Much LAZIER than your average blogger  
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4.18.2006 - 28 comments 

This is a shot I took of a waterfall on the "Road To Hana" Maui, Hawaii. Early on the road to Hana, you will see that farming is still an important lifestyle for many people on Maui, from the pineapple fields of Haiku, and a little later on, the taro fields of Keanae. Taro, or kalo as it is called in Hawaiian, is a starchy root vegetable that was a staple food for the ancient Hawaiians, and is used to make poi which you will hopefully get to sample at a luau during your visit. Later along the road, you will encounter lush tropical rain forests with an astounding variety of exotic flora, especially guava, papaya, and bread fruit trees, and bird of paradise, ginger and heliconia blossoms.

Watch for the Rainbow Eucalyptus trees. If you enjoy old churches, you may want to drive through Keanae and nearby Wailua to see some of the oldest churches on Maui. You will have seen many beautiful waterfalls by now, both large and small, and fresh water pools that you might want to take a swim in. Just before Hana town, take a short drive down to Wainapanapa State Park. It's just a quick walk in the park to see a wonderful black sand beach, and you can hike through some small caves.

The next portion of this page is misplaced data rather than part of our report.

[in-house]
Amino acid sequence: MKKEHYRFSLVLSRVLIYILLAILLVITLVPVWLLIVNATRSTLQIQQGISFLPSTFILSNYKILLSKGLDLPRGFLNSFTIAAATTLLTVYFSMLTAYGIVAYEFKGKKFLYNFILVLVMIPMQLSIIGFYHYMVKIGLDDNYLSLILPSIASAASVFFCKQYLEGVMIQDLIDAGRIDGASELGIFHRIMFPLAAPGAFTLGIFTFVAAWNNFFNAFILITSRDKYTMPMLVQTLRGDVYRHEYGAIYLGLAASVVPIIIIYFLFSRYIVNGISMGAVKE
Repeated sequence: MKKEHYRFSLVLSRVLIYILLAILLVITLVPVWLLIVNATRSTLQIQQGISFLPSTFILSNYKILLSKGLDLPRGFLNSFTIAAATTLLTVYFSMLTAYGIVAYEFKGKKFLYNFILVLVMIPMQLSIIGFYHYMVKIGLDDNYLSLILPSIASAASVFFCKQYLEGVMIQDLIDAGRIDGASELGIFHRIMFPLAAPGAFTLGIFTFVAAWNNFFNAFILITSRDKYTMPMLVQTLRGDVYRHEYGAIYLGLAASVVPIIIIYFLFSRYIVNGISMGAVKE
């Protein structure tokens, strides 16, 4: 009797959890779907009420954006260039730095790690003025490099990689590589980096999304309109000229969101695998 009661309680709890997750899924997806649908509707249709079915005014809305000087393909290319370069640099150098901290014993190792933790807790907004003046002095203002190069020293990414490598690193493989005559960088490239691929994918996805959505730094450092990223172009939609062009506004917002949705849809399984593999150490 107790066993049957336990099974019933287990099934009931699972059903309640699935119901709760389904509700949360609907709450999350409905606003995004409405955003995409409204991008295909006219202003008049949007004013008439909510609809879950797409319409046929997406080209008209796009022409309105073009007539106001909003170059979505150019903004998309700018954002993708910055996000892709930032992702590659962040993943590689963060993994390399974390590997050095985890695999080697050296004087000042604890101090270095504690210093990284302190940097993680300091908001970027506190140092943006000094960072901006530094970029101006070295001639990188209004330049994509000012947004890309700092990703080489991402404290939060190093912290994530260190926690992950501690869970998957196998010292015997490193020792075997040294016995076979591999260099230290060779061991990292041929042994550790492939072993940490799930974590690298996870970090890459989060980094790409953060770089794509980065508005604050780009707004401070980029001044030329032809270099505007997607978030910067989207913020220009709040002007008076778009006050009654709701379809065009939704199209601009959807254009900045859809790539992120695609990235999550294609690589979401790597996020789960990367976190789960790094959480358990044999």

Swimming here is only recommended for the strongest of swimmers, as the waves are often very large and the currents very strong. Next stop is Hana town, a very sleepy little town with the charm of old style Hawaii. You will need to travel another 45 minutes or so down the road to reach Oheo Gulch, better known as the "Seven Sacred Pools", but it's worth it. The pools are located in Haleakala National Park, and you can swim in the pools if it's not raining. If you have the time, there is a great rainforest hike to some upper waterfalls, but it takes 2 hours to reach the farthest and biggest one.